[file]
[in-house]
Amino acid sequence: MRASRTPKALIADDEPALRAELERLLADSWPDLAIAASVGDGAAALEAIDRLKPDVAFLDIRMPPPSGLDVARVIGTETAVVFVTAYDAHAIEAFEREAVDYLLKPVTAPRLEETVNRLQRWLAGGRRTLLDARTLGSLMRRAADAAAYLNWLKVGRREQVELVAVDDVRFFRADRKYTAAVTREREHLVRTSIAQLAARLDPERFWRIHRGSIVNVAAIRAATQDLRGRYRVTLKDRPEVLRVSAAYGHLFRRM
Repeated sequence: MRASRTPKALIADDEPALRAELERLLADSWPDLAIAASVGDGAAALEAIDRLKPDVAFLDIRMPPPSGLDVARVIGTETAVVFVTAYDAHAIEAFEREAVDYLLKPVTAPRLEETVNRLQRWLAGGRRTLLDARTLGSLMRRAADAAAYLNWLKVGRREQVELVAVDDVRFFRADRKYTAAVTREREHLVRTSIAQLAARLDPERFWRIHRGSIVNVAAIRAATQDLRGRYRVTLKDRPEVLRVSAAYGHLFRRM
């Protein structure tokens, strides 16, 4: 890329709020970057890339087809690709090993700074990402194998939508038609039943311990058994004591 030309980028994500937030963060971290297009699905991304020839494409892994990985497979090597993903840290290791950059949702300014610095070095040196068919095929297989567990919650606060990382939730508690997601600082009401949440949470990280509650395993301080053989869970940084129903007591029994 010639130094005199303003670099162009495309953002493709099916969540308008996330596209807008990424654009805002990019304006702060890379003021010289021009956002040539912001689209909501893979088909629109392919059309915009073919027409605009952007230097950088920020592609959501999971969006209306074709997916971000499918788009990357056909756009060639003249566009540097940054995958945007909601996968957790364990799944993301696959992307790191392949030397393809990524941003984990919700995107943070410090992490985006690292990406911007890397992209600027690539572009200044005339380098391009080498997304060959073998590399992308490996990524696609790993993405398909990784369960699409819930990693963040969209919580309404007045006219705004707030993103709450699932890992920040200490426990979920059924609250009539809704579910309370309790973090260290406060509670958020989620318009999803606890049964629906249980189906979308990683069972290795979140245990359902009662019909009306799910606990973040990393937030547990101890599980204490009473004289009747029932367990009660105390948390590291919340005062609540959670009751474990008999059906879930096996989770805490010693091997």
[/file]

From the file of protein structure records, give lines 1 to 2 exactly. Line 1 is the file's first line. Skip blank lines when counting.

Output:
[in-house]
Amino acid sequence: MRASRTPKALIADDEPALRAELERLLADSWPDLAIAASVGDGAAALEAIDRLKPDVAFLDIRMPPPSGLDVARVIGTETAVVFVTAYDAHAIEAFEREAVDYLLKPVTAPRLEETVNRLQRWLAGGRRTLLDARTLGSLMRRAADAAAYLNWLKVGRREQVELVAVDDVRFFRADRKYTAAVTREREHLVRTSIAQLAARLDPERFWRIHRGSIVNVAAIRAATQDLRGRYRVTLKDRPEVLRVSAAYGHLFRRM